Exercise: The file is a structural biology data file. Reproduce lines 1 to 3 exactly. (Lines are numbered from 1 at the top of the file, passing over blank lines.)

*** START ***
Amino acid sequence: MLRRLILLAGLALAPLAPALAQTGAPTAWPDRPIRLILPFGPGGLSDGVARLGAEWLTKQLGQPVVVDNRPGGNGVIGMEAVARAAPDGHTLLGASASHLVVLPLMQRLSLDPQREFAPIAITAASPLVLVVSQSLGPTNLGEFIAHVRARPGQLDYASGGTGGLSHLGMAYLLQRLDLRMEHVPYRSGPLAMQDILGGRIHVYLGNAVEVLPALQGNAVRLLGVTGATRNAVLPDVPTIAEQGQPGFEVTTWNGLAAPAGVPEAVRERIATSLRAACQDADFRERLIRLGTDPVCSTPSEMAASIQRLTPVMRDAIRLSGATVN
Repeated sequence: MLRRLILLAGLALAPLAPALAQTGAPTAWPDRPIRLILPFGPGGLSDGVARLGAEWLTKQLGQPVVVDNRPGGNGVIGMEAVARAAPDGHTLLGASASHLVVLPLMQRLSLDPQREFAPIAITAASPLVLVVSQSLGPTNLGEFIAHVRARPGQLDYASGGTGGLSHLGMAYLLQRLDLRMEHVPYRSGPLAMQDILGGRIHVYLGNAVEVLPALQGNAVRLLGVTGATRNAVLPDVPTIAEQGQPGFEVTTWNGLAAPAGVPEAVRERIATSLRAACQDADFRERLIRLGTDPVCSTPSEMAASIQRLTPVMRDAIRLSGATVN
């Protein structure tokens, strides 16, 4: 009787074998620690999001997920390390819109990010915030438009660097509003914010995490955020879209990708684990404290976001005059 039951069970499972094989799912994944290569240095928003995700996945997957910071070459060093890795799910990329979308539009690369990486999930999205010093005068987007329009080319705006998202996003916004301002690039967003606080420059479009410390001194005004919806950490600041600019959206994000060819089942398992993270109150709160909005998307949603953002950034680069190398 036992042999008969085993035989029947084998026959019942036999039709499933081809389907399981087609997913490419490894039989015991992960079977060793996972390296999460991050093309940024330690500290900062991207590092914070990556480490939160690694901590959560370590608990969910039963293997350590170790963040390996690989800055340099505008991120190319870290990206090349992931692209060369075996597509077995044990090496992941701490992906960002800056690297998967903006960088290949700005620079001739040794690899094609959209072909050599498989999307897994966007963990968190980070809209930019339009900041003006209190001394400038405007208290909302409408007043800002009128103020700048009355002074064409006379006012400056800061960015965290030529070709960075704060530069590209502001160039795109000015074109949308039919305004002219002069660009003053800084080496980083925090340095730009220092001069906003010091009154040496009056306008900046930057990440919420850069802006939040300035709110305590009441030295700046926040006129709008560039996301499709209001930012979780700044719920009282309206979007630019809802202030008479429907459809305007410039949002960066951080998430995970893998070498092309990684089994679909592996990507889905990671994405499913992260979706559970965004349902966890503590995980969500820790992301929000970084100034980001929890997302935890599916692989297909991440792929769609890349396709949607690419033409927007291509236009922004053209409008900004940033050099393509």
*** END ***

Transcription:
Amino acid sequence: MLRRLILLAGLALAPLAPALAQTGAPTAWPDRPIRLILPFGPGGLSDGVARLGAEWLTKQLGQPVVVDNRPGGNGVIGMEAVARAAPDGHTLLGASASHLVVLPLMQRLSLDPQREFAPIAITAASPLVLVVSQSLGPTNLGEFIAHVRARPGQLDYASGGTGGLSHLGMAYLLQRLDLRMEHVPYRSGPLAMQDILGGRIHVYLGNAVEVLPALQGNAVRLLGVTGATRNAVLPDVPTIAEQGQPGFEVTTWNGLAAPAGVPEAVRERIATSLRAACQDADFRERLIRLGTDPVCSTPSEMAASIQRLTPVMRDAIRLSGATVN
Repeated sequence: MLRRLILLAGLALAPLAPALAQTGAPTAWPDRPIRLILPFGPGGLSDGVARLGAEWLTKQLGQPVVVDNRPGGNGVIGMEAVARAAPDGHTLLGASASHLVVLPLMQRLSLDPQREFAPIAITAASPLVLVVSQSLGPTNLGEFIAHVRARPGQLDYASGGTGGLSHLGMAYLLQRLDLRMEHVPYRSGPLAMQDILGGRIHVYLGNAVEVLPALQGNAVRLLGVTGATRNAVLPDVPTIAEQGQPGFEVTTWNGLAAPAGVPEAVRERIATSLRAACQDADFRERLIRLGTDPVCSTPSEMAASIQRLTPVMRDAIRLSGATVN
């Protein structure tokens, strides 16, 4: 009787074998620690999001997920390390819109990010915030438009660097509003914010995490955020879209990708684990404290976001005059 039951069970499972094989799912994944290569240095928003995700996945997957910071070459060093890795799910990329979308539009690369990486999930999205010093005068987007329009080319705006998202996003916004301002690039967003606080420059479009410390001194005004919806950490600041600019959206994000060819089942398992993270109150709160909005998307949603953002950034680069190398 036992042999008969085993035989029947084998026959019942036999039709499933081809389907399981087609997913490419490894039989015991992960079977060793996972390296999460991050093309940024330690500290900062991207590092914070990556480490939160690694901590959560370590608990969910039963293997350590170790963040390996690989800055340099505008991120190319870290990206090349992931692209060369075996597509077995044990090496992941701490992906960002800056690297998967903006960088290949700005620079001739040794690899094609959209072909050599498989999307897994966007963990968190980070809209930019339009900041003006209190001394400038405007208290909302409408007043800002009128103020700048009355002074064409006379006012400056800061960015965290030529070709960075704060530069590209502001160039795109000015074109949308039919305004002219002069660009003053800084080496980083925090340095730009220092001069906003010091009154040496009056306008900046930057990440919420850069802006939040300035709110305590009441030295700046926040006129709008560039996301499709209001930012979780700044719920009282309206979007630019809802202030008479429907459809305007410039949002960066951080998430995970893998070498092309990684089994679909592996990507889905990671994405499913992260979706559970965004349902966890503590995980969500820790992301929000970084100034980001929890997302935890599916692989297909991440792929769609890349396709949607690419033409927007291509236009922004053209409008900004940033050099393509």